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Re: [PATCH] malloc: Deprecate hook variables, __default_morecore, <mcheck.h>

On 11/17/2016 08:00 AM, Florian Weimer wrote:
> In my experience, it is not useful at all for finding the cause of leaks
> because you only get the address of the immediate caller of malloc,
> which is often a wrapper.  The address is subject to ASLR as well.
> Based on the comments in this thread, I'm not sure if people find mtrace
> theoretically useful, or actually use it. :)

I make use of mtrace extensively when debugging oomkills on Cray
systems.  Traditional memory leaks are typically not as big a problem as
heap fragmentation.  Special hardware needs require non-default
mallopt settings, notably severly restricting use of mmap, so fragmentation
is a much larger problem for us than for many others.  In my experience,
mtrace is lightweight enough to not noticeably perturb the heap structure
over the course of the program, usually allowing me to pinpoint which allocations
are leading to fragmentation.  Heavier instrumentation, such as valgrind,
messes with it far too much to isolate which allocations from the application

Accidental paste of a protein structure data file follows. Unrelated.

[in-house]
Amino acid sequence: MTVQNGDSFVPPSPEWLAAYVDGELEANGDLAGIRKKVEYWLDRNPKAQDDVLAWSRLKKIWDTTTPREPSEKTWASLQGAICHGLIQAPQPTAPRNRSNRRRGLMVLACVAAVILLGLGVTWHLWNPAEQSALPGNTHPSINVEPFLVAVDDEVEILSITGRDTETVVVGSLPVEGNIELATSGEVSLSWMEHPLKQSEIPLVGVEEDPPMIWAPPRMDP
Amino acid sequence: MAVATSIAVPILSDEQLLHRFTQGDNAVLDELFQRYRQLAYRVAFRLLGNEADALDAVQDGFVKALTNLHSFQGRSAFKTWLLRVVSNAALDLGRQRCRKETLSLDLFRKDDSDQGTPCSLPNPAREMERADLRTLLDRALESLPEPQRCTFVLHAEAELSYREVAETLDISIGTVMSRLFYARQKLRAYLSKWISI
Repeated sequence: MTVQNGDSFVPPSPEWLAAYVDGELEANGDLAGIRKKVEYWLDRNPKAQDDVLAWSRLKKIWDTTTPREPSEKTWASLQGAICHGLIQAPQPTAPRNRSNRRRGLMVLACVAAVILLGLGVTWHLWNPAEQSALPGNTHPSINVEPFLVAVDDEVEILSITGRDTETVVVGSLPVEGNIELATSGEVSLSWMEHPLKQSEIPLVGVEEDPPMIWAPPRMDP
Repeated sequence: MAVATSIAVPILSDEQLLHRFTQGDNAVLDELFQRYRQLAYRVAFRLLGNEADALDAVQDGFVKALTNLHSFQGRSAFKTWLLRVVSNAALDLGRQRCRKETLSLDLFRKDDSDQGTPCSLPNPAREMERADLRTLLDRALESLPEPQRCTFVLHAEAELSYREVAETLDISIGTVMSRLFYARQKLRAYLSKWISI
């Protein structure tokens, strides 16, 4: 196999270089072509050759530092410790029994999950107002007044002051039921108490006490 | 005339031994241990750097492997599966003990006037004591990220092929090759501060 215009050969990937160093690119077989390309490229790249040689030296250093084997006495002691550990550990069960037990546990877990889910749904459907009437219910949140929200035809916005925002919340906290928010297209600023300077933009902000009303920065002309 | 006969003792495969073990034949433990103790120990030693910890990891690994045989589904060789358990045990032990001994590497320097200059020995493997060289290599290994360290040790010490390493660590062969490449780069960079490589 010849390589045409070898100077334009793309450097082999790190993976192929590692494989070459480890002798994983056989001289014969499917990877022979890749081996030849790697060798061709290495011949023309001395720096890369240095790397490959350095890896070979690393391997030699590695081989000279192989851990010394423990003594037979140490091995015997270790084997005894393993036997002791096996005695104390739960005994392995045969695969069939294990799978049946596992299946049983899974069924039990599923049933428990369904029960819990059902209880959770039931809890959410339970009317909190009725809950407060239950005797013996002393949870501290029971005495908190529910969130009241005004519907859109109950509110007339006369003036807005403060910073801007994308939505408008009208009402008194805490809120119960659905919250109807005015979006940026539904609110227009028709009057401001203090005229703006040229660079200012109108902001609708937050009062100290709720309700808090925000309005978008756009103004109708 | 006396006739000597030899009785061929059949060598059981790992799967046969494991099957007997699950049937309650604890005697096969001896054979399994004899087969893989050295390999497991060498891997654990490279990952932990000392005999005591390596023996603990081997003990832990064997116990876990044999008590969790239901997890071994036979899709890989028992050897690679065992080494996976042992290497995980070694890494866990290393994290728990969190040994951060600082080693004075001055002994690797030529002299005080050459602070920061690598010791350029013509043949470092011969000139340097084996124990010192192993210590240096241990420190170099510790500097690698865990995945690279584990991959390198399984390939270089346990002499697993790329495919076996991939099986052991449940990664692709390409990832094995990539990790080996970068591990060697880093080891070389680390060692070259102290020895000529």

are actually causing fragmentation when the instrumentation is not present,
making them much less useful to me.

> In my proposed NEWS entry, I forgot to mention Address Sanitizer (as was
> pointed out in the GDB discussion).  It has leak detection capabilities
> as well:
> ==7440==ERROR: LeakSanitizer: detected memory leaks
> Direct leak of 32 byte(s) in 1 object(s) allocated from:
>     #0 0x7fc52f77097a in malloc (/lib64/
>     #1 0x400703 in main (/tmp/a.out+0x400703)
>     #2 0x7fc52f33757f in __libc_start_main (/lib64/
> And it runs significantly faster than valgrind.

Does it have a noticeable impact on the layout of the heap compared to
non-instrumented runs?

Steven Vormwald

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